View Full Version : Agile Modulator on 24/7, Is it safe?

12-10-2012, 12:19 PM
I recently purchased and set up a Blonder Tongue AM40 agile modulator connected to a DTV coverter so I can use my Sony Watchman and other small televisions. I have the modulator broadcasting on channel five. I leave this set up on continuously so I can use my handheld tv anytime without having to do anything but turn on my Watchman. The modulator runs very hot which I already knew they do. My concern is that this is a very hot unit, especially on the right side of it where I expect several high power components are located. I put some feet on the bottom of it to allow air flow underneath. The surrounding area where I have it located is not getting hot but I wonder how safe is it to leave this running all the time? Do any of you leave these running for a permanent analog home tv channel?

12-10-2012, 12:29 PM
Well when used at a TV station or something I'm pretty sure they were run constantly.

I have mine switched though since when my TV is turned off it turns off also.

Eric H
12-10-2012, 12:54 PM
I would think it's okay since they were originally used by cable companies and the like 24/7, they had them rack mounted and there may have been a cooling fan or at least A/C to keep them cool.Worst that could happen is they burn up a component and pop the fuse.

you might want to recap the power supply inside the unit to increase reliability, use 105c Nichicon or Panasonic Caps for long life.

What you are feeding it with is on 24/7 also? Cable box maybe, it's at least as safe as that.

I don't leave mine on but that because electricity is expensive in California, also I use it with a DVD player so it wouldn't make sense to leave it running 24/7

Phil Nelson
12-10-2012, 02:32 PM
Mine has run 24/7 for years. It sits alone on a wire shelf, so heat is not a factor (I just checked, and it's barely warm). After a couple of years, I replaced electrolytics in the power supply when it developed horizontal hum bars, but I figured that was just part of the game.

Phil Nelson
Phil's Old Radios

12-10-2012, 05:08 PM
I have it connected to a dtv converter box tuned to Antenna TV for the old programming. I also put my tube type RCA 8 inch portable on rabbit ears tuned to channel five. It really is neat to see Fifties tv shows on a Fifties set receiving over the air on a VHF channel. I wish I had done this right after the digital switchover.

12-10-2012, 06:29 PM
Just provide reasonable cooling. Host CATV headends are kept in the low-mid 60F range. Otherwise the oscillators start drifting...

12-11-2012, 12:19 AM
Unless you have a matched antenna for the channel you are transmitting on much of the power is being reflected back into the modulator. (bad SWR) This will cause the output package in the BT mod to fail in short order.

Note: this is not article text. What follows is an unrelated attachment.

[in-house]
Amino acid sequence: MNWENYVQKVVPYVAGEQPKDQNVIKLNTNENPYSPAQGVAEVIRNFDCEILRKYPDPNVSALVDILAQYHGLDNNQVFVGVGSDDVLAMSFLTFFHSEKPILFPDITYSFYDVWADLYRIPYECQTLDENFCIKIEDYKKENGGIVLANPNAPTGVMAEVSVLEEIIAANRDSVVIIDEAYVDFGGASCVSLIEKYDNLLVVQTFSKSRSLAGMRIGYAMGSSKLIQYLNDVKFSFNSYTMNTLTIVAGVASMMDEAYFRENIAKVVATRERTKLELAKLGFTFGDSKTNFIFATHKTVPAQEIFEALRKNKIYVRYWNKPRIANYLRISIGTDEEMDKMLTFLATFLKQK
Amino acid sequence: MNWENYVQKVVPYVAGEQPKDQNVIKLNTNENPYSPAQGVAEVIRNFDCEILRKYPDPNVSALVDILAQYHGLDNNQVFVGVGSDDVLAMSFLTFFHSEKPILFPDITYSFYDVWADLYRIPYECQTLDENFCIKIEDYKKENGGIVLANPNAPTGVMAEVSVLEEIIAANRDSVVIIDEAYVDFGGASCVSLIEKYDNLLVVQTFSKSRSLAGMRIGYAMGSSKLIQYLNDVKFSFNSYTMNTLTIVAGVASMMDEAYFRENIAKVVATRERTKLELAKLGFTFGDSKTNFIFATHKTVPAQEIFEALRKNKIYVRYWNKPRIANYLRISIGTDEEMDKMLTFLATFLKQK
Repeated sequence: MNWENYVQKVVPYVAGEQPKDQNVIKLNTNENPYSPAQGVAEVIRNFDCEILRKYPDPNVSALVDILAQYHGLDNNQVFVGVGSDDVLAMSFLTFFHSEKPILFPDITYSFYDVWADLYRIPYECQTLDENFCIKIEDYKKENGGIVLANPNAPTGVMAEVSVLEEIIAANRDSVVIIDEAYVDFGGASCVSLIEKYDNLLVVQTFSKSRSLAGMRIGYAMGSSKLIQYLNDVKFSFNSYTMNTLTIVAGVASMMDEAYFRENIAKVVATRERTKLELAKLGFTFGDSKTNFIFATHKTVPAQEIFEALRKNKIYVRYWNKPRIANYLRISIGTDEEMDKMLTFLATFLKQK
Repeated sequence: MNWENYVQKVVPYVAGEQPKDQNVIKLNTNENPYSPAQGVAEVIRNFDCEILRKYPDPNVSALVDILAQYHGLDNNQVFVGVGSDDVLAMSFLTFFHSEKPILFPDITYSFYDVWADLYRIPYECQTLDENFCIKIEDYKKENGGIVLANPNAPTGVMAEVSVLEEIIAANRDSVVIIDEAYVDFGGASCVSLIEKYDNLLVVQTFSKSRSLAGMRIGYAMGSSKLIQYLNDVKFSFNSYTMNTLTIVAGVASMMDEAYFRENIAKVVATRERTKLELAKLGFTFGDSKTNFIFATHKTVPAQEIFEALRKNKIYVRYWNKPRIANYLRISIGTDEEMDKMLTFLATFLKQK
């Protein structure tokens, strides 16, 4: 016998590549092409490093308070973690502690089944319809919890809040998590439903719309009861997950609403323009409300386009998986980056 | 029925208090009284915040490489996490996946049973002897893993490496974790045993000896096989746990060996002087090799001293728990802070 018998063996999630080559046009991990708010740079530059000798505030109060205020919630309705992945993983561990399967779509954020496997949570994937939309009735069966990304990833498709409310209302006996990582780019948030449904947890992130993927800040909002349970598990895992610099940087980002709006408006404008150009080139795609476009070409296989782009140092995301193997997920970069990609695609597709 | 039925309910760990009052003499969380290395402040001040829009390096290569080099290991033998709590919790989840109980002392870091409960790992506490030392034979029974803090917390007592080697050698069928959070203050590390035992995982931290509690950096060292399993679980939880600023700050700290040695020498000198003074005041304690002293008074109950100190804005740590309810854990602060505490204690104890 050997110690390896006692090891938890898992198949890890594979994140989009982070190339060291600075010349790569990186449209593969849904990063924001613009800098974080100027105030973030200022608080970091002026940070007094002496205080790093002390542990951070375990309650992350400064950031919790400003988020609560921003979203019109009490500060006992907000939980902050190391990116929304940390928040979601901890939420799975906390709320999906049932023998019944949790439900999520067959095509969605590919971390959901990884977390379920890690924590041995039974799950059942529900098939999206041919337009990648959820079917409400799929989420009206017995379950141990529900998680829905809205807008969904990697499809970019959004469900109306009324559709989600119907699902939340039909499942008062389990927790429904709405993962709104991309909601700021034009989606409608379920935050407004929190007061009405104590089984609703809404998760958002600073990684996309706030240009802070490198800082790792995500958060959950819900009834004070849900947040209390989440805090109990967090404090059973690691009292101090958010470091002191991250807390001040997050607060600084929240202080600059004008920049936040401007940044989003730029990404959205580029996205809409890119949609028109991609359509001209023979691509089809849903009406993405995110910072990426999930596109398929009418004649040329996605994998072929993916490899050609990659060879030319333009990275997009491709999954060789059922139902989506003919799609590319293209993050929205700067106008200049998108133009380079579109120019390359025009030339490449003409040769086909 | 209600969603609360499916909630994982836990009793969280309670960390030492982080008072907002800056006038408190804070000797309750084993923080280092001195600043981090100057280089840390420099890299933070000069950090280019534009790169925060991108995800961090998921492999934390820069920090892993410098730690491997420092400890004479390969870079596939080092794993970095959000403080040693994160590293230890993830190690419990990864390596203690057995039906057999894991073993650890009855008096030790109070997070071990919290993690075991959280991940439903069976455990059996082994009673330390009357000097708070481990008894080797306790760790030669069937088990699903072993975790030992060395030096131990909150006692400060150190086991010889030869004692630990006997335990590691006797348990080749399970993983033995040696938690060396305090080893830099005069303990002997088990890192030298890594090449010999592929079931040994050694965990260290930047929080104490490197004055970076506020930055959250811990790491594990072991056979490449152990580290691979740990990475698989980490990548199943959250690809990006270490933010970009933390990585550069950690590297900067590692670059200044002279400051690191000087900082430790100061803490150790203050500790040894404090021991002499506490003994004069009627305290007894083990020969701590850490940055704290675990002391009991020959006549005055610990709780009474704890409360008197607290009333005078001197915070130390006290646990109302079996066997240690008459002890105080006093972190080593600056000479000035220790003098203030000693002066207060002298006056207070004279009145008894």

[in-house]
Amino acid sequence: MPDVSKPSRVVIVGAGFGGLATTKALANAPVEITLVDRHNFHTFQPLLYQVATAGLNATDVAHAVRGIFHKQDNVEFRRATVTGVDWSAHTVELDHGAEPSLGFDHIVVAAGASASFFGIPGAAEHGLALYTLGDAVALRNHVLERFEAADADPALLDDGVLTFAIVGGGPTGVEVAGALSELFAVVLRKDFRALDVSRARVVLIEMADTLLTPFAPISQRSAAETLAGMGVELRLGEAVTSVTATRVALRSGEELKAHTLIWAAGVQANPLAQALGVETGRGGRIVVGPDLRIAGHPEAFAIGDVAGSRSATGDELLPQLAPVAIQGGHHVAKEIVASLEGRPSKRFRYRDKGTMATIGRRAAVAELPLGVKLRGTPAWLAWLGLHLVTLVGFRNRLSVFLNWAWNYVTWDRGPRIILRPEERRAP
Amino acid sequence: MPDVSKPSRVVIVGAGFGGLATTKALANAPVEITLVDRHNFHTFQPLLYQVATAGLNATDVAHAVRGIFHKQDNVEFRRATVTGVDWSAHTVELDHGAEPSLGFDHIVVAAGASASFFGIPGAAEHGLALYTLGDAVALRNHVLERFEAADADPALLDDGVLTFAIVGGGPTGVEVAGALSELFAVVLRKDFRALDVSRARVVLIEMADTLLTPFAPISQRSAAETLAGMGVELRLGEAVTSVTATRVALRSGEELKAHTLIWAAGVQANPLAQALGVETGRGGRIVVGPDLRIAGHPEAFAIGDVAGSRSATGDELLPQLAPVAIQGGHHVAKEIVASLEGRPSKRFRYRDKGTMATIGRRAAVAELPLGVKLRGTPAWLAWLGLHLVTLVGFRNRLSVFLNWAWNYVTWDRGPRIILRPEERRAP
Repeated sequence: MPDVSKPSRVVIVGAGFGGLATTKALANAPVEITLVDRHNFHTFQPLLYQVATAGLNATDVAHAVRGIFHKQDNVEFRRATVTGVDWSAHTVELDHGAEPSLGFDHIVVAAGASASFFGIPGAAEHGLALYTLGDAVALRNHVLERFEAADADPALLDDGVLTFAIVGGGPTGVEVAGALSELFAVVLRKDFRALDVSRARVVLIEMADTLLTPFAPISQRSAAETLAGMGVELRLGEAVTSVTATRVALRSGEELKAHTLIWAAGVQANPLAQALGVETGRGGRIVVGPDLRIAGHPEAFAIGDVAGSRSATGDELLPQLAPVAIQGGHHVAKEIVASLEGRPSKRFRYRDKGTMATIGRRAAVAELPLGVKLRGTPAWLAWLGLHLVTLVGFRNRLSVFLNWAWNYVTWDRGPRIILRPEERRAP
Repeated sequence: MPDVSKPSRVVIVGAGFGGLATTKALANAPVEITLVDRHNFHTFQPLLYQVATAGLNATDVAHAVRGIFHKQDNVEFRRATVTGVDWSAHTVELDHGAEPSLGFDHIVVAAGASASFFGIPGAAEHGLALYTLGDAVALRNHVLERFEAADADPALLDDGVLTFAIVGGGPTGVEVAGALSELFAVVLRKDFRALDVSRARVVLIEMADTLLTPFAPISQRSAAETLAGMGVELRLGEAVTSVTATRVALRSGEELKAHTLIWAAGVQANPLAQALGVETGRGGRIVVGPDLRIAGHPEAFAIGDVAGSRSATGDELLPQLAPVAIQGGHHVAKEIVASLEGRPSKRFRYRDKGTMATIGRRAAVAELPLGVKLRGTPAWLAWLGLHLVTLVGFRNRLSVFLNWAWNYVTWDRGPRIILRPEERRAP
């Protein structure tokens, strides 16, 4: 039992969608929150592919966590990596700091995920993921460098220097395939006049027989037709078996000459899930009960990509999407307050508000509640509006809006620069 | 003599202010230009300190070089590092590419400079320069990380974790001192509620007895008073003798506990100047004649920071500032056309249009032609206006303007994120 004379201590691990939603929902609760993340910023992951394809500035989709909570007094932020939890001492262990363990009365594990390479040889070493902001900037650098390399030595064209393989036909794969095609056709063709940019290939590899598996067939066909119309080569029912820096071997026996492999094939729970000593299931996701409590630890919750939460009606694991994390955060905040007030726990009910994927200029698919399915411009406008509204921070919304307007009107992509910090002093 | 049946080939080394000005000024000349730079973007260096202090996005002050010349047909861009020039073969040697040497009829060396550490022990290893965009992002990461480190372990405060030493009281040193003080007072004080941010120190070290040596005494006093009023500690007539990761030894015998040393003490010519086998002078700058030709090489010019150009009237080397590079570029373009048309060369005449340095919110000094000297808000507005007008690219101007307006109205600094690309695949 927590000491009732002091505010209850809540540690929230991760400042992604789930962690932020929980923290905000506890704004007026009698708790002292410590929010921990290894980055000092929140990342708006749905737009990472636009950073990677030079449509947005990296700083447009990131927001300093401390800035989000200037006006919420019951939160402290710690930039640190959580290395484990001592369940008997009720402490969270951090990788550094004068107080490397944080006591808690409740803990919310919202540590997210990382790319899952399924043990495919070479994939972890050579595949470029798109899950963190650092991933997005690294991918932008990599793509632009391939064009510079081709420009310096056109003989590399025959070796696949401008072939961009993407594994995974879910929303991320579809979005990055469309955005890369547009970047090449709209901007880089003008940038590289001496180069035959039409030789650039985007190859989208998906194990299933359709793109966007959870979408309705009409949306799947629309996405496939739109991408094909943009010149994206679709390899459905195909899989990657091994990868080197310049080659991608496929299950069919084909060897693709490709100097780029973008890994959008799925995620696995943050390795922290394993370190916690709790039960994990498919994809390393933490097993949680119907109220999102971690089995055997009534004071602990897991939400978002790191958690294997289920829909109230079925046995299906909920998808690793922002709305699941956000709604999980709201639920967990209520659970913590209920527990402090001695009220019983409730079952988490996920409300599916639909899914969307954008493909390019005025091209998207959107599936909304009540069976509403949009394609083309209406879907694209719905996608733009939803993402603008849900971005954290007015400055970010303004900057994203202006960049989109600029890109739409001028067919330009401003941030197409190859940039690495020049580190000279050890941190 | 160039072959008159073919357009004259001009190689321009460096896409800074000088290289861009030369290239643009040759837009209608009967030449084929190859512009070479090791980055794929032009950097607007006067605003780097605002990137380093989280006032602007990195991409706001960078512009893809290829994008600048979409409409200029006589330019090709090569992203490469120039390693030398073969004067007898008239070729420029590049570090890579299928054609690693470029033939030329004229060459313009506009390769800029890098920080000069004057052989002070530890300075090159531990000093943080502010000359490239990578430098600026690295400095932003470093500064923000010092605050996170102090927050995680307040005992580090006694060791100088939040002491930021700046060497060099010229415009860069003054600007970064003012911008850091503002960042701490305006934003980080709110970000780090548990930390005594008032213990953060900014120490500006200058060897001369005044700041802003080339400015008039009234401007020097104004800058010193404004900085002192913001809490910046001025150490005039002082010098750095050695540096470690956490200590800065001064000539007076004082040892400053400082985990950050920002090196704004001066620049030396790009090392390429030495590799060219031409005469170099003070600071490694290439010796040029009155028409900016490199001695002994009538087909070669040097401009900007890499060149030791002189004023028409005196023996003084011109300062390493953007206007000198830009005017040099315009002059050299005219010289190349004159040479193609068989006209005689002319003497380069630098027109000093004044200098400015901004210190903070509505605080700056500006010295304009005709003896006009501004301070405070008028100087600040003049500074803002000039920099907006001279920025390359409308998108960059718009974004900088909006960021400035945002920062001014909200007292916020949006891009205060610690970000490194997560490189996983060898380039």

This is transmitter 101

My experience is the DTV converters dont last if you leave them on 24/7. Take note on how hot the microprocessor runs in the converter. Running it with the top off will help but a small fan would be better. Still, dont expect it to last very long, They were designed to pacify the public not to last.

Heres a video I made some time ago on how to make a basic antenna. Having the antenna analyzer or a spectrum analyzer to sweep the antenna is a must.

Phil Nelson
12-11-2012, 07:40 PM
I made an antenna following the info in that video and it's definitely an improvement over the old rabbit ears.

Phil Nelson

12-14-2012, 09:36 AM
Could you get the same results by adjusting the length of a rabbit ears antenna?

12-14-2012, 11:00 AM
The modulator wants to see a 75Ω load, not some random match through a crappy matching transformer. This is why you need several feet of RG6 or 59.

All the radio guys know antenna is everything. Connect some random antenna to just about any transmitter over a few watts and the final transistors will instantly short.

These modulators are fairly robust, but the hybrid package they use for a final is not feasibly replaced. If it fails best to buy a whole new mod

12-15-2012, 08:19 AM
It looks like I'll be constructing an antenna today. I don't have an antenna analyzer so I'll go with the 42" recommendation and make my leads exactly the same length. I can use whatever length of RG6 so what would be recommended? Is there anything else that I can do to aid in success without the need for equipment that I don't have?